Associate Professor Cassandra Sharp from the Faculty of Law Humanities and the Arts is a member of the Legal Intersections Research Centre.  One of her research interests is understanding how individuals experience and articulate fear, anger and critique of law during times of global terror events – within social media. Her latest research project ‘Hashtagging Terror and Hate: Citizen Responses on Social Media’ will use the Christchurch mosque terror event in New Zealand as a case study. The project uses an interdisciplinary methodology approach to analyse people’s attitudes to and expectations of government policies and actions in the immediate aftermath of terrorist attacks. It is funded by the Global Challenges program.

Q: What are you researching or working on? 

Over the last few years I have been interested in understanding how individuals experience and articulate fear, anger and critique of law during times of global terror events. It is often during these times in the moments following terror attacks that citizens will take to social media to emotionally share their personal responses and articulate ideas about national identity, immigration and race. For 2020, I am leading a team at UOW to develop an interdisciplinary methodology to analyse people’s attitudes to and expectations of government policies and actions in the immediate aftermath of terrorist attacks.
Our case study is on the terror event that occurred in a mosque in Christchurch, New Zealand on 15 March 2019.

Cassandra Sharp NZ 2

With Australia’s geographical proximity to New Zealand, and with the terrorist identified as an Australian citizen, the event sparked significant national interest regarding the impact of culturally motivated terrorism on everyday lives and also regarding the legitimacy of government policy/action during such crises. This project draws upon the multi-disciplinary expertise of the team: (i) data collection (Dr Abbas); (ii) Policy analysis, rhetorical and discourse analysis (A/Prof Sharp); (iii) critical discourse and linguistic analysis (Dr Dreyfus); and (iv) cognitive psychological analysis (Drs Leeson & Woolrych).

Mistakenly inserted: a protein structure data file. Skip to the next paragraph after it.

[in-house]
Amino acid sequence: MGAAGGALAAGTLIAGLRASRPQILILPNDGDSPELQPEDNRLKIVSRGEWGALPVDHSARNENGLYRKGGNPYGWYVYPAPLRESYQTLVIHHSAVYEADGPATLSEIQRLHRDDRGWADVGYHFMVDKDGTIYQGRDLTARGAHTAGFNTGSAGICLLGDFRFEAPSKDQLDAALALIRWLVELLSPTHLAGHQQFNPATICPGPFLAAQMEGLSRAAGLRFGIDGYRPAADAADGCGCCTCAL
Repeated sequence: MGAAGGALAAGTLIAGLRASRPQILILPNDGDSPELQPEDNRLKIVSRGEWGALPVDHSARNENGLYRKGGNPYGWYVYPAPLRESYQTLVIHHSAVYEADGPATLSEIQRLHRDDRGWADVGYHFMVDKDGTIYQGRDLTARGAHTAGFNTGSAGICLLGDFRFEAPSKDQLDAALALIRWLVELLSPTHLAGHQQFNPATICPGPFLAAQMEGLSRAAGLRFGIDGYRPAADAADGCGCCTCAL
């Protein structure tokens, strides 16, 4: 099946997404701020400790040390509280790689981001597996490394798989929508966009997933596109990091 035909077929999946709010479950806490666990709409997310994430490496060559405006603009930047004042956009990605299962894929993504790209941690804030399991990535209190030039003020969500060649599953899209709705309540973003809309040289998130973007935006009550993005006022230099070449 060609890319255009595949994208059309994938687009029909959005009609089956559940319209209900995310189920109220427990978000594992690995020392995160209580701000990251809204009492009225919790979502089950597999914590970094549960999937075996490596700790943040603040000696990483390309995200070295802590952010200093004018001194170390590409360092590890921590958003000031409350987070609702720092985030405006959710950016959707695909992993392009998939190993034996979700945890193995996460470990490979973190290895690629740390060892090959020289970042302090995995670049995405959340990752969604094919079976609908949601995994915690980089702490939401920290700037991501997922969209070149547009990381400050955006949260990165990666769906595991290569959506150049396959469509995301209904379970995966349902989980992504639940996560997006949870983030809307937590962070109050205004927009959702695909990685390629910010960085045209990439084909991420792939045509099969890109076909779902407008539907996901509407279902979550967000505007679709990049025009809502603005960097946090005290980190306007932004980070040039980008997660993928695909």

Q: In regards to your field of research what are some of the most innovative or exciting things emerging over the next few years? 

Interestingly, despite the ways that social media has become embedded into most of our everyday social interactions, very little research has historically been conducted to explore how public responses to terror events proliferate and/or resist hate communication and various political discourses. Although we’ve seen recently in the US and the UK the significant use of social media in political campaigning and legitimation, it will be interesting to observe and explore how social media is deployed by both political actors, and the public in Australia in the years to come. Our project seeks to pre-empt this activity by testing the hypothesis that social media platforms facilitate not only public expression of ideas surrounding legality, democracy and freedom of speech, but also provokes and amplifies them. 

Q: In your field of research what are some of the things readers should be cautious of over the next few years? 

We live in a confusing and complicated world that is fuelled by subjective viewpoints proliferating social media platforms. At the same time, current global and political ‘issues’ often provoke in us a desire to comment and informally participate in political life. In combination this makes it extremely difficult for members of the public to filter and sort through ‘truth’, ‘news’ and ‘facts’. As individuals and as a community, we need to be cautious and discerning about what we read, believe and then repeat. Even though it’s hard, our community needs to resist and challenge political leaders who oversimplify issues in order to create division or mobilise hate. 

Q: Where do you believe major opportunities lie for people thinking about future career options? 

Researchers and policy analysts with legal qualifications will always be needed in our society where the legitimacy of law depends on public understanding of the legal system, and a trust in governments and decision-makers to serve our best interests. Having a law degree combined with a degree that encompasses communication, media studies, or cultural studies would be invaluable in a society that is increasingly globalised and technology driven.  

Q: What is the best piece of advice you could offer to our readers?  

We are all hearing of the addictive qualities of engaging with social media platforms, but the literature is also describing the importance of discernment when reading social media and in turn, when posting. Too often spontaneous responses to news articles or media ‘events’ are posted without due diligence in ascertaining more information, or alternative views. It is really important to strike a balance between feeling comfortable and free to express personal views on these platforms in response to events, but also to not simply take every reported item at face value.